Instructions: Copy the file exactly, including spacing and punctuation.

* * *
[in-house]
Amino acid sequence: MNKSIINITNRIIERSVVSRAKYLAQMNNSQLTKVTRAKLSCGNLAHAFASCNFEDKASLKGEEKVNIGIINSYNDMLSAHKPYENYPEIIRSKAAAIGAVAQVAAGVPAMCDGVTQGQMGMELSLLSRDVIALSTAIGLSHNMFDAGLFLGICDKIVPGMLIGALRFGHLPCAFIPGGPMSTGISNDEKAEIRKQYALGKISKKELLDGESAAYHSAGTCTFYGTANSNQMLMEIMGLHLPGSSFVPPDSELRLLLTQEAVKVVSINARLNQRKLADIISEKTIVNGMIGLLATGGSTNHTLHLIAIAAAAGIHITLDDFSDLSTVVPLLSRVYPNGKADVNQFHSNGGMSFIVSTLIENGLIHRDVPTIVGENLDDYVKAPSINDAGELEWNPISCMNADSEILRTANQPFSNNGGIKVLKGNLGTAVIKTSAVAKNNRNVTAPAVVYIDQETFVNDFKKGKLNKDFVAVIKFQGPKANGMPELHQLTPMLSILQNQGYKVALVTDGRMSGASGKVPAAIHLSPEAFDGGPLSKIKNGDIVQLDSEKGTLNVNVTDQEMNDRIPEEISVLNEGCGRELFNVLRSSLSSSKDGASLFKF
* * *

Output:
[in-house]
Amino acid sequence: MNKSIINITNRIIERSVVSRAKYLAQMNNSQLTKVTRAKLSCGNLAHAFASCNFEDKASLKGEEKVNIGIINSYNDMLSAHKPYENYPEIIRSKAAAIGAVAQVAAGVPAMCDGVTQGQMGMELSLLSRDVIALSTAIGLSHNMFDAGLFLGICDKIVPGMLIGALRFGHLPCAFIPGGPMSTGISNDEKAEIRKQYALGKISKKELLDGESAAYHSAGTCTFYGTANSNQMLMEIMGLHLPGSSFVPPDSELRLLLTQEAVKVVSINARLNQRKLADIISEKTIVNGMIGLLATGGSTNHTLHLIAIAAAAGIHITLDDFSDLSTVVPLLSRVYPNGKADVNQFHSNGGMSFIVSTLIENGLIHRDVPTIVGENLDDYVKAPSINDAGELEWNPISCMNADSEILRTANQPFSNNGGIKVLKGNLGTAVIKTSAVAKNNRNVTAPAVVYIDQETFVNDFKKGKLNKDFVAVIKFQGPKANGMPELHQLTPMLSILQNQGYKVALVTDGRMSGASGKVPAAIHLSPEAFDGGPLSKIKNGDIVQLDSEKGTLNVNVTDQEMNDRIPEEISVLNEGCGRELFNVLRSSLSSSKDGASLFKF